Apple's iPad 2 and, more recently, Amazon (Nasdaq: AMZN)'s Kindle Fire, have provided users with an easy video alternative to TV, computers and smartphones. Both have also spurred sales and rentals of video from their respective content stores.

Content goes over-the-top. Sure, that's what the industry has been doing for years. But in 2011, the amount of content available to users and the potential delivery points exploded.

The networks, CBS, NBC, ABC and Fox, all increased the pace of their digital deal making. CBS's head honcho, Les Moonves, even took time during the network's earnings call to give props to Netflix for the amount of income it has provided to the broadcaster's bottom line, crowing about how it was "another example of how we are capitalizing on the value of our content by selling it to new distributors without taking away from established revenue streams." A year earlier, he had worried about "only getting pennies online."

Comcast, too, which took ownership of NBCUniversal just after the start of the year, also raved: "The kind of money that online video providers are paying for content is infinitely, almost significantly greater than it was 18 months ago," said Comcast COO Stephen Burke.

Time Warner (NYSE: TWX), which owns content factory HBO, pushed that content online, through its HBO Go portal. A flurry of deals at the end of this year means that the site is now available to 98 percent of its subscribers.

Other players in the space, Vudu, for example, also saw their virtual stock rise as consumers looked for more ways to watch video online.

Online video makes a social connection. Of all the stories that is still being written, Facebook's emergence as an online video player is perhaps one of the most interesting. The social networking site, which has 800 million registered users, added a number of chapters to its own tale in 2011.

In March, the social media Goliath signed a deal to partner with Warner Bros. to allow users to rent content from the studio through the Facebook site using Facebook credits. First up was The Dark Knight. At the time, Goldman Sachs analyst Ingrid Chung said Facebook "could some day be a credible threat to Netflix." Facebook continues to experiment. It has signed deals to stream live major league baseball games during spring training, live FA soccer matches, a Miramax outlet, video-on-demand episodes of Dr. Who and Top Gear and more.

With television viewers increasingly adopting social TV, the Facebook connection could be huge.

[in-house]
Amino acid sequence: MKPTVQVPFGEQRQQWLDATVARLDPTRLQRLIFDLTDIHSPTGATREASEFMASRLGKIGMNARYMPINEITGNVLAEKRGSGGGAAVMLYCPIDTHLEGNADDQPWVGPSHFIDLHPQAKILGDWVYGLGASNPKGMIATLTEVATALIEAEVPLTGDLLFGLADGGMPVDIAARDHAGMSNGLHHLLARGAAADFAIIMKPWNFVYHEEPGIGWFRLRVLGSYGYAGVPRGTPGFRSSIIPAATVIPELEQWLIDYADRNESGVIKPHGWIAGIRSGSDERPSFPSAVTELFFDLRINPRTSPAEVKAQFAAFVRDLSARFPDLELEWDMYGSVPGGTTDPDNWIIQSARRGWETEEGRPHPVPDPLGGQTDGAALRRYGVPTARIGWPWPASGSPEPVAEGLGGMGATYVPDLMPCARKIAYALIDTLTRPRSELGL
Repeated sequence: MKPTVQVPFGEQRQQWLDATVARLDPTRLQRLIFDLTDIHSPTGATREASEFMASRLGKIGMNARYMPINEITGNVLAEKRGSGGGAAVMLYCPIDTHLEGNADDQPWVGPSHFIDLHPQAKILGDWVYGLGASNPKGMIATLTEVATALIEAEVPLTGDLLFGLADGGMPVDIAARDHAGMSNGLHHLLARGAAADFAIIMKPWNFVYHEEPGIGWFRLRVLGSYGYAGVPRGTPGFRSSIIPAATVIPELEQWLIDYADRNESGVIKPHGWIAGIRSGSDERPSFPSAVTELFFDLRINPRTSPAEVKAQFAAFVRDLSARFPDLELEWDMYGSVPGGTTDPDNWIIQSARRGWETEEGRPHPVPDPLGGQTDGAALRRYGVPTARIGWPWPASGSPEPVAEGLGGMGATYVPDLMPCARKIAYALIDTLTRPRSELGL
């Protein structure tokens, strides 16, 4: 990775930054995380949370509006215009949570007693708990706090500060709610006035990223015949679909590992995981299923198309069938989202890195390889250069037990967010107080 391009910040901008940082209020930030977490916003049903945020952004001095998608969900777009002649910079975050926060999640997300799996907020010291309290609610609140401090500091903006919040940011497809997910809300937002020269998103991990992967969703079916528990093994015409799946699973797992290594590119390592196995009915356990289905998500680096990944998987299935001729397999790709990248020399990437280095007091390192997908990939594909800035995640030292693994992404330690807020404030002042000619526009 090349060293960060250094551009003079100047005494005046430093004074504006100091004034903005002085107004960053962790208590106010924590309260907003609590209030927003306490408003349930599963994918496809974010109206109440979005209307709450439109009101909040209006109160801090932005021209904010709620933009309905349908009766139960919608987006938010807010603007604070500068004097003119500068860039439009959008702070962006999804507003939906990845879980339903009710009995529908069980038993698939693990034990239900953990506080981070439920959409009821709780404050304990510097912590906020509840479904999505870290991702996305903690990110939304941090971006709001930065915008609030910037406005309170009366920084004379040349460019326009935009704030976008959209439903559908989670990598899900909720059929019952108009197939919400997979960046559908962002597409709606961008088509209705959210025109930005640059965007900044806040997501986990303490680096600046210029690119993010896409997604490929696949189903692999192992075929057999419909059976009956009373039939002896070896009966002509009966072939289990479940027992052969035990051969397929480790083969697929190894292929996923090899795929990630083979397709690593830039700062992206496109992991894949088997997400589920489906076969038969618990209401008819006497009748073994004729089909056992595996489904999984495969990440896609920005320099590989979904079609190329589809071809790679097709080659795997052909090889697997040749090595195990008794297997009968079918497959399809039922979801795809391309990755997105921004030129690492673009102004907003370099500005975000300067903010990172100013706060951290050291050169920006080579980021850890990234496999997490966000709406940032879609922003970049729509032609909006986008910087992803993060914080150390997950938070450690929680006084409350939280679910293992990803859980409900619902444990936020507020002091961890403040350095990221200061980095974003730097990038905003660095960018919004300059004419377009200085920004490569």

The Google effect. Search giant Google (Nasdaq: GOOG) and its YouTube property simply continued to grow. It made a number of big acquisitions--Motorola Mobility, for example--and several smaller ones like Next New Networks and Green Parrot. And, it fueled rumors about its intentions. Its $100 million commitment to fund new channels of original content for YouTube and its ongoing drive for content deals with company's like Disney made it clear that it has big designs for the space.

There was more than one rumor that saw Google developing into a network on it own.

And more...

That's just a sampling of what went on in the online video space this year.

There were some big acquisitions, among them: Rovi's purchase of SonicSolutions; Tata's acquisition of CDN BitGravity; KIT digital's buy of Kyte  and a plethora of other companies in the space; Cisco's surprise buy of Inlet Technologies, as it expanded a push into online video with its VideoScape product; online video platform Fliqz acquisition by VBrick; Dish Network buying Blockbuster and its subsequent launch of an on-demand platform, the Blockbuster Movie Pass; and, a dozen more that showed rather than consolidating, the space expanded as companies looked to bolster their product offerings.

And, you can't talk about sales without mentioning one that didn't happen.

Hulu's owners put the company on the auction block, saw a lot of interest, including a reported $1.9 billion bid from Dish Network. In the end, like CBS's Moonves, they realized there was gold in online video and decided to continue prospecting.

There are more stories that could have been included. Let me know what you would have picked.-Jim

P.S. FierceOnlineVideo will be on publishing hiatus through the holidays. Look for us back in your Inbox on Jan. 4. Of course, if there's big news, I'll make sure it gets on the website. Happy holidays and safe travelling.